In the 1970s, Taiwan lost its United Nations seat, and most nations switched diplomatic recognition from Taiwan to the People's Republic of China (PRC). The loss of Taiwan's diplomatic recognition became a fundamental issue in judicial proceedings. Contrary to the PRC's claim, the article argues that, from the viewpoint of international law, Taiwan has never been succeeded by the PRC. The article explores the Taiwan question faced by foreign courts and finds that, albeit the lack of diplomatic recognition, the courts around the world have almost uniformly accorded Taiwan the status of state and this judicial recognition has risen to the level of customary international law. As for the standing of Taiwan before the international courts, the article analyzes whether Taiwan, as a non-UN member, may be granted standing before the International Court of Justice. The article also argues that Taiwan, as a fishing entity, has the right to access the International Tribunal for the Law of the Sea. Furthermore, Taiwan's status as a separate customs territory in the World Trade Organization enables the nation to utilize the dispute settlement mechanism. The article concludes that, to avoid the judicial black hole in terms of global justice, it is both necessary and pragmatic to deem Taiwan a state in all judicial proceedings.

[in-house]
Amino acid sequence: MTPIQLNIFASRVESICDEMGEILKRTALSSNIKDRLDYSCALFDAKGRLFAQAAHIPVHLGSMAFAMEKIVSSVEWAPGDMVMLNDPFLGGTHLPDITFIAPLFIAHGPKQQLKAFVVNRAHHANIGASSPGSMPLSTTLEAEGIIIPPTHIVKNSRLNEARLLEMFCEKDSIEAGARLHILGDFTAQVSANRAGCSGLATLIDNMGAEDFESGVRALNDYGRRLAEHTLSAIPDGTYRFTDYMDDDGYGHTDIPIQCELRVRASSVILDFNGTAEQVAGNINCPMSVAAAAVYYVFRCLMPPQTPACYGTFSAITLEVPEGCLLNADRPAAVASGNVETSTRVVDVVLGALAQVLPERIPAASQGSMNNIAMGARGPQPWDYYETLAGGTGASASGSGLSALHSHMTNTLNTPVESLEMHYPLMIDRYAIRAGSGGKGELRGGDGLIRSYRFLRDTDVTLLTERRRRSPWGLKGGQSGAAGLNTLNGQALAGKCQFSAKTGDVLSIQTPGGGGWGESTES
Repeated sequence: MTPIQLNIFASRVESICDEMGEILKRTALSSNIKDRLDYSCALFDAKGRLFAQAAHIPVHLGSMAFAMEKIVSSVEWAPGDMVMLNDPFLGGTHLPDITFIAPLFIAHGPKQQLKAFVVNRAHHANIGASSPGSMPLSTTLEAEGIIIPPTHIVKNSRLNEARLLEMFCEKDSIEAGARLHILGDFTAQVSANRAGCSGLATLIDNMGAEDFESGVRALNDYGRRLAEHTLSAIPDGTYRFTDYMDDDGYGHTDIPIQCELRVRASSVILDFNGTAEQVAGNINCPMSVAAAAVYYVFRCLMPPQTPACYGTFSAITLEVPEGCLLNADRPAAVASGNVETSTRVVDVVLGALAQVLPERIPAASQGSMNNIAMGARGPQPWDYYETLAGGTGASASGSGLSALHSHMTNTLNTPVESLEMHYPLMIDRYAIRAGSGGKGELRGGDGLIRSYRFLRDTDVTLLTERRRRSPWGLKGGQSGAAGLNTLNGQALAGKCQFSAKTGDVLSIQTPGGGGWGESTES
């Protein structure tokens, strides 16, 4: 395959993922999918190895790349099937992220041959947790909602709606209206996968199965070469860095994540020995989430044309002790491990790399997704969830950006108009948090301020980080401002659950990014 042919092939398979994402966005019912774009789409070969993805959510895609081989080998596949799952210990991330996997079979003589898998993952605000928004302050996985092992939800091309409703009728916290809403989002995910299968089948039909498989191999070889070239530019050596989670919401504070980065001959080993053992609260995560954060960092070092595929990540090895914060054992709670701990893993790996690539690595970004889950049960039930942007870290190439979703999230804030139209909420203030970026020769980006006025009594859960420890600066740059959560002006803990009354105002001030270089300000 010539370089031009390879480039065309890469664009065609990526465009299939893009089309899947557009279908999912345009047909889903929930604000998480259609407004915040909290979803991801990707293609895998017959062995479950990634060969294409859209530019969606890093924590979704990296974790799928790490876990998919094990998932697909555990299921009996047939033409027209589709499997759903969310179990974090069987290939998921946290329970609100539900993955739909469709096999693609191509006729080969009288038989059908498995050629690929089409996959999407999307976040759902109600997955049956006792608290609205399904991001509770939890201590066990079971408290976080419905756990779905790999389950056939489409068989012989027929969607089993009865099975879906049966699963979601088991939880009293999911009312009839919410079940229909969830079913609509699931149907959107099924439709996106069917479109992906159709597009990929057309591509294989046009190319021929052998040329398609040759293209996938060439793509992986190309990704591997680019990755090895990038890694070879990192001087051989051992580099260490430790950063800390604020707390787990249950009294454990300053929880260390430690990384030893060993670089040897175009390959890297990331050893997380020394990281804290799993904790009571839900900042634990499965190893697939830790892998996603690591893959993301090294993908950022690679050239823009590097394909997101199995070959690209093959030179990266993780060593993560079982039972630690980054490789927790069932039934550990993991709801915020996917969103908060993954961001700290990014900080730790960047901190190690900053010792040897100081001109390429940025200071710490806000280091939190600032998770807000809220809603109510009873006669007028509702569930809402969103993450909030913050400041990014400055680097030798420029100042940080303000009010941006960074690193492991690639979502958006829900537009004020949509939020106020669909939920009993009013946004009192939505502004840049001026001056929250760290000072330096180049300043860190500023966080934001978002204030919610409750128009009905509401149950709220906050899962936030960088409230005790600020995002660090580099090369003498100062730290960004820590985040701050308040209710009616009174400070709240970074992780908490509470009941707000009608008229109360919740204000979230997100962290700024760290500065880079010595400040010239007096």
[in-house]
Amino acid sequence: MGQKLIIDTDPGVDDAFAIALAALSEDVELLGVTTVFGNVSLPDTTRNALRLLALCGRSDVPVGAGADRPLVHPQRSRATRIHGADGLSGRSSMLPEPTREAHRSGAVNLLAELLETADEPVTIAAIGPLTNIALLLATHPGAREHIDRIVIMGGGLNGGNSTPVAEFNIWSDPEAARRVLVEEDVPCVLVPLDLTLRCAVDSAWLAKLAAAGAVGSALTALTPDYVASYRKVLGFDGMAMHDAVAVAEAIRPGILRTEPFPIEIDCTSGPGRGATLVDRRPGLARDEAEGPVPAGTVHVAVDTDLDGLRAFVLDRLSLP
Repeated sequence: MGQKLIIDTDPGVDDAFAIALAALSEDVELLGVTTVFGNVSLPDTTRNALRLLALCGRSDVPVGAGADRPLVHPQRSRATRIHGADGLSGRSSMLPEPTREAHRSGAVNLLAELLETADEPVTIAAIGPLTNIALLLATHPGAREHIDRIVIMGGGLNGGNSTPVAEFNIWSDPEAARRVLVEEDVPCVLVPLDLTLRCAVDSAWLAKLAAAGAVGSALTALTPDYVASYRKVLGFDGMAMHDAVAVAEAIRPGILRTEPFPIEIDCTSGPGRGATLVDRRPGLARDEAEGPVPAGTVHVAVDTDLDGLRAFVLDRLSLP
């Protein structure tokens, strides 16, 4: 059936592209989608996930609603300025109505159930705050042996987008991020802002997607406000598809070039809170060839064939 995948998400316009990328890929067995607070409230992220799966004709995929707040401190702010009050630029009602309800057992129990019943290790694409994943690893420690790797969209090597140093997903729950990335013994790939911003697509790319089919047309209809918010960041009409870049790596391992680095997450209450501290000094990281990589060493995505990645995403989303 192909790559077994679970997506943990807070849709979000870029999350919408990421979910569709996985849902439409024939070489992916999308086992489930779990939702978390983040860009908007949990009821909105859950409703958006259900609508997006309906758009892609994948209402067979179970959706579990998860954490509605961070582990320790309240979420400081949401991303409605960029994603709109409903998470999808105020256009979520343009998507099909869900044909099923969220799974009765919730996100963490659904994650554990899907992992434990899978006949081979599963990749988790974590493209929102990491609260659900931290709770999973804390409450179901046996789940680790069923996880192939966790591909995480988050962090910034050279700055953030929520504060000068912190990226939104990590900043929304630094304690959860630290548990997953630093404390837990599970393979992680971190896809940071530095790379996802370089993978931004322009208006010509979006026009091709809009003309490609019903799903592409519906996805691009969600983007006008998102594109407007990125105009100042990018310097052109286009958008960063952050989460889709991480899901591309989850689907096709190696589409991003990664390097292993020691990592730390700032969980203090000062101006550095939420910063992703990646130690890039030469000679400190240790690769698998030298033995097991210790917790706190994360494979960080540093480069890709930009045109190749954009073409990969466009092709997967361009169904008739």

China, Taiwan, Recognition, State Immunity, UN, ICJ, ITLOS, WTO
Asian Studies | Law and Economics | Law and Politics | Transnational Law
Law of Transnational Business
Michigan Journal of International Law
University of Michigan Law School
HSIEH, Pasha L..
An Unrecognized State in Foreign and International Courts: The Case of the Republic of China on Taiwan. (2007). Michigan Journal of International Law. 28, (4), 765-814. Research Collection School Of Law.
Available at: http://ink.library.smu.edu.sg/sol_research/527